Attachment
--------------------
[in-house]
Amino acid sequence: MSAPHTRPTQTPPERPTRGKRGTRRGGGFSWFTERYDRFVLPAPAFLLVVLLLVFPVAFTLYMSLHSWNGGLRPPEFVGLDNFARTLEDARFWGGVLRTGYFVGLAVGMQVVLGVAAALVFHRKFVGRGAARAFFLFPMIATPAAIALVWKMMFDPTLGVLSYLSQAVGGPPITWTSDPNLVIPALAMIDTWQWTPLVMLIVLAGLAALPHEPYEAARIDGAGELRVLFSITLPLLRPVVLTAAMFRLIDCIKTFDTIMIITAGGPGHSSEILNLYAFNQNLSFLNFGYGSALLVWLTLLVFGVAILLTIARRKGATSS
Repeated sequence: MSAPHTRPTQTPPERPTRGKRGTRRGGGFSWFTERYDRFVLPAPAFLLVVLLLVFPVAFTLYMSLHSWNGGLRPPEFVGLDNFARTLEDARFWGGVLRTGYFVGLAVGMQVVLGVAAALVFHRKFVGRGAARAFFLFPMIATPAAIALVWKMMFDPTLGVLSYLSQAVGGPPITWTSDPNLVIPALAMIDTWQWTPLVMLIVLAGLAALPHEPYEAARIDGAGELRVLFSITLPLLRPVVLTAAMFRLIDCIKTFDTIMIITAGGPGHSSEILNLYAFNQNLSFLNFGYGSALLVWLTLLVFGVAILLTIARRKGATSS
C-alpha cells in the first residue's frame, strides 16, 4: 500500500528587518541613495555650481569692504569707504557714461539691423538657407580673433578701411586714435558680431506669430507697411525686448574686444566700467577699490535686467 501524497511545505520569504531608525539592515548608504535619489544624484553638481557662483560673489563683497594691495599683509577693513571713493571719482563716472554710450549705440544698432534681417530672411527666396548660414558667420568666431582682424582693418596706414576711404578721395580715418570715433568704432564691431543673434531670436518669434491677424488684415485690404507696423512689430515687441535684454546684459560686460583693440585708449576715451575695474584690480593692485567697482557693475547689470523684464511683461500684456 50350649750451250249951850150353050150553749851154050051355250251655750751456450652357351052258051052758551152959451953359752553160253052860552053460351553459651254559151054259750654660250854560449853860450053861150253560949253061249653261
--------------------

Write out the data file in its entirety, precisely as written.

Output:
[in-house]
Amino acid sequence: MSAPHTRPTQTPPERPTRGKRGTRRGGGFSWFTERYDRFVLPAPAFLLVVLLLVFPVAFTLYMSLHSWNGGLRPPEFVGLDNFARTLEDARFWGGVLRTGYFVGLAVGMQVVLGVAAALVFHRKFVGRGAARAFFLFPMIATPAAIALVWKMMFDPTLGVLSYLSQAVGGPPITWTSDPNLVIPALAMIDTWQWTPLVMLIVLAGLAALPHEPYEAARIDGAGELRVLFSITLPLLRPVVLTAAMFRLIDCIKTFDTIMIITAGGPGHSSEILNLYAFNQNLSFLNFGYGSALLVWLTLLVFGVAILLTIARRKGATSS
Repeated sequence: MSAPHTRPTQTPPERPTRGKRGTRRGGGFSWFTERYDRFVLPAPAFLLVVLLLVFPVAFTLYMSLHSWNGGLRPPEFVGLDNFARTLEDARFWGGVLRTGYFVGLAVGMQVVLGVAAALVFHRKFVGRGAARAFFLFPMIATPAAIALVWKMMFDPTLGVLSYLSQAVGGPPITWTSDPNLVIPALAMIDTWQWTPLVMLIVLAGLAALPHEPYEAARIDGAGELRVLFSITLPLLRPVVLTAAMFRLIDCIKTFDTIMIITAGGPGHSSEILNLYAFNQNLSFLNFGYGSALLVWLTLLVFGVAILLTIARRKGATSS
C-alpha cells in the first residue's frame, strides 16, 4: 500500500528587518541613495555650481569692504569707504557714461539691423538657407580673433578701411586714435558680431506669430507697411525686448574686444566700467577699490535686467 501524497511545505520569504531608525539592515548608504535619489544624484553638481557662483560673489563683497594691495599683509577693513571713493571719482563716472554710450549705440544698432534681417530672411527666396548660414558667420568666431582682424582693418596706414576711404578721395580715418570715433568704432564691431543673434531670436518669434491677424488684415485690404507696423512689430515687441535684454546684459560686460583693440585708449576715451575695474584690480593692485567697482557693475547689470523684464511683461500684456 50350649750451250249951850150353050150553749851154050051355250251655750751456450652357351052258051052758551152959451953359752553160253052860552053460351553459651254559151054259750654660250854560449853860450053861150253560949253061249653261